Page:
1 November 2020

Innovative new research projects in second phase of Centre for Global Higher Education

As its Transition Centre phase starts on 1 November 2020, CGHE outlines its 10 international higher education research projects for the next three years

The Centre for Global Higher Education (CGHE) has announced the ten projects that will occupy its Transition Centre phase through to 2023, eight of which will continue the centre’s previous work, with two new projects added.

CGHE, which launched in late 2015, confirmed in February that the Economic and Social Research Council (ESRC) will be providing a further three years of funding. On awarding CGHE transition centre funding, ESRC commented that the “scientific and other outputs from the Centre” in its first four years “made for an impressive record” and commended CGHE’s forward work programme for the Transition Centre.

It noted that “for the Centre to realise its potential at the Transition phase, it needs to build on existing research and focus on synthesis, dissemination, and impact, as well as on building capability and financial sustainability.”

‘Transition Centre’ refers to the ESRC framework of support in which designated social science centres like CGHE move from full funding to self-funding at the end of the Transition phase. In the next three years CGHE is funded at about 70 per cent the annual level applying in 2015-2020 with the main focus on bringing projects to completion, generating papers from the empirical research and linking the research to policy and practice in higher education. However, the flexible ESRC funding framework allows some new work in response to the fast changing global environment in higher education and science.

The first of the new projects investigates the role of research in higher education and conducts an international comparison of research evaluation systems. The Covid-19 pandemic and the urgent need for a vaccine has brought home to all the importance of scientific research and of international scientific cooperation.

The second new project is concerned with mapping the global policy space in higher education, including the role of donors and corporations, focusing on higher education in Africa and Central Asia/the Caucuses, and European higher education after Brexit.

The eight continuing projects cover issues on student learning in STEM and the use of STEM-related knowledge after graduation; the potential of digital technology; the graduate labour market and the associated equity issues; the effects of student debt on graduate decisions (family formation, home purchase); university governance in the UK and Europe; a statistical history of higher education staffing in England and France; the public good role of higher education; plus mass media and public perceptions of UK international graduates.

“We are enormously grateful to the ESRC and the UK social science community for this continued support. The transition centre provides CGHE with the means to continue our work and to maximise its effectiveness,” said CGHE Director Simon Marginson. “It also enables us to respond to the impact of the COVID pandemic on global higher education.”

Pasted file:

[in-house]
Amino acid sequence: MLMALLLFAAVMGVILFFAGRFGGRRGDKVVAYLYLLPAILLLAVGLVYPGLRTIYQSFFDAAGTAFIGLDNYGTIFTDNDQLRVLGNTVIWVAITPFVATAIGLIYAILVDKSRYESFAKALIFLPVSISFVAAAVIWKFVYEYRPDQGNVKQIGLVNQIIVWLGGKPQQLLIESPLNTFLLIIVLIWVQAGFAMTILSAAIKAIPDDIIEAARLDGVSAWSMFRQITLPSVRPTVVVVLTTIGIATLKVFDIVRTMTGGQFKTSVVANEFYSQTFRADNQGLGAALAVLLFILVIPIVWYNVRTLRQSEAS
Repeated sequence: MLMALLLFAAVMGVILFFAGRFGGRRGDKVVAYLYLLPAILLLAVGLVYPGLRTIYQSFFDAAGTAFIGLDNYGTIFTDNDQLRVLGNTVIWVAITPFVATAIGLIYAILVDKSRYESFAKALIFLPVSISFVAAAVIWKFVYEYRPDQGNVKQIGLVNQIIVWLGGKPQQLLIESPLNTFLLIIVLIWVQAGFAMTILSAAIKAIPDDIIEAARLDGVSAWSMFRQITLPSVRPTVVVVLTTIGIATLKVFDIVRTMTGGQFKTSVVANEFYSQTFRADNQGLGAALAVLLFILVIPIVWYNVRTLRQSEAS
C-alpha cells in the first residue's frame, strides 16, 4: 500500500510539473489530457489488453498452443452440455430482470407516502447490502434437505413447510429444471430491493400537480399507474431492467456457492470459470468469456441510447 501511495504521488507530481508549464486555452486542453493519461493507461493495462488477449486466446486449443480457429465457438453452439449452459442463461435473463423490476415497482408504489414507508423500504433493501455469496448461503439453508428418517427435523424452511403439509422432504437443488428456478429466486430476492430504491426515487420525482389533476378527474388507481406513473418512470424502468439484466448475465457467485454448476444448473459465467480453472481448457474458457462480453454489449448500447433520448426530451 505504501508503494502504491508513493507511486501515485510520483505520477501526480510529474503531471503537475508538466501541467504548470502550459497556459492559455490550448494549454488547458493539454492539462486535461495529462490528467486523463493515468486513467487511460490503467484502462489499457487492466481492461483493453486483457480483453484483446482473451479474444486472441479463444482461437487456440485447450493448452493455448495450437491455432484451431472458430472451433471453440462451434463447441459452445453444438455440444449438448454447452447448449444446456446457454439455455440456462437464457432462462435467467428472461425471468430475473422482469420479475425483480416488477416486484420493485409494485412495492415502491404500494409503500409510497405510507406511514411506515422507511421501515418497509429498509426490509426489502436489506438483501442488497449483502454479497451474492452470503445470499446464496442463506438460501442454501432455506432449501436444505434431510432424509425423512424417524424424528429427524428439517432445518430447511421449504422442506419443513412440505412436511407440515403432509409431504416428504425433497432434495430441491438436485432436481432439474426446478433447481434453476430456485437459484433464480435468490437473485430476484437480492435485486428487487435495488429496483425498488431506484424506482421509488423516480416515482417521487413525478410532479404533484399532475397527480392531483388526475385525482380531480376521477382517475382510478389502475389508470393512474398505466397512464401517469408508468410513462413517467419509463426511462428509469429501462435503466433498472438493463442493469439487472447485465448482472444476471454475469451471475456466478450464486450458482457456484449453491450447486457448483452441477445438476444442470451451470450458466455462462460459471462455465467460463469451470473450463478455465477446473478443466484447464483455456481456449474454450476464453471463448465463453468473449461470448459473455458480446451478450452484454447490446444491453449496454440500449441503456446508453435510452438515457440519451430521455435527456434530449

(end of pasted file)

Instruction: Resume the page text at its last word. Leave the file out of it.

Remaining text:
“In 2020-2023, headquarted at Oxford where the Department of Education provides excellent support and a productive, cosmopolitan research community, we will continue to develop original academic publications, CGHE working papers, research findings bulletins, our global webinars programme and our public engagement in UK and beyond, and to promote the work of emerging researchers in the field of higher education studies.”

CGHE is directed by the Oxford Professor of Higher Education, Simon Marginson. Eight of the ten individual projects are led from Oxford and from the UCL Institute of Education, with the other two lead from Lancaster University and Lingnan University in Hong Kong. Further CGHE-affiliated researchers, engaged with the Centre’s projects, are located at the University of Bath and Surrey University in UK, and Hiroshima University in Japan, Shanghai Jiao Tong University in China, Virginia Tech in the United States, and Technological University Dublin in Ireland.

CGHE Transition Centre projects

Project 1
Graduate Experiences of Employability and Knowledge (GEEK) Project
This project is a continuation of CGHE Project 3.3, ‘Understanding Knowledge, Curriculum and Student Agency.’ It examines how the students from the UK-SA project experience the first three years after their expected graduation from their degree courses. It will examine how students’ engagement with their discipline affects their lives in terms of worldviews and agency, employability and career, and wider social and cultural embeddedness in society.
Project leader: Paul Ashwin, Lancaster University (paul.ashwin@lancaster.ac.uk)

Project 2
Realising the potential of digital technology for scaling up higher
This project is a continuation of CGHE Project 3.4, ‘The transformational potential of MOOCs,’ which found that online technologies can be effective for professional education on the large scale because, unlike students, these participants do not need personalised support. This project will further analyse this data to determine the extent to which these large-scale course platforms generate learner communities via discussion forums, peer review and shared activities.
Project leader: Diana Laurillard, UCL Institute of Education (d.laurillard@ucl.ac.uk)

Project 3 (NEW PROJECT)
The role of research in higher education and research assessment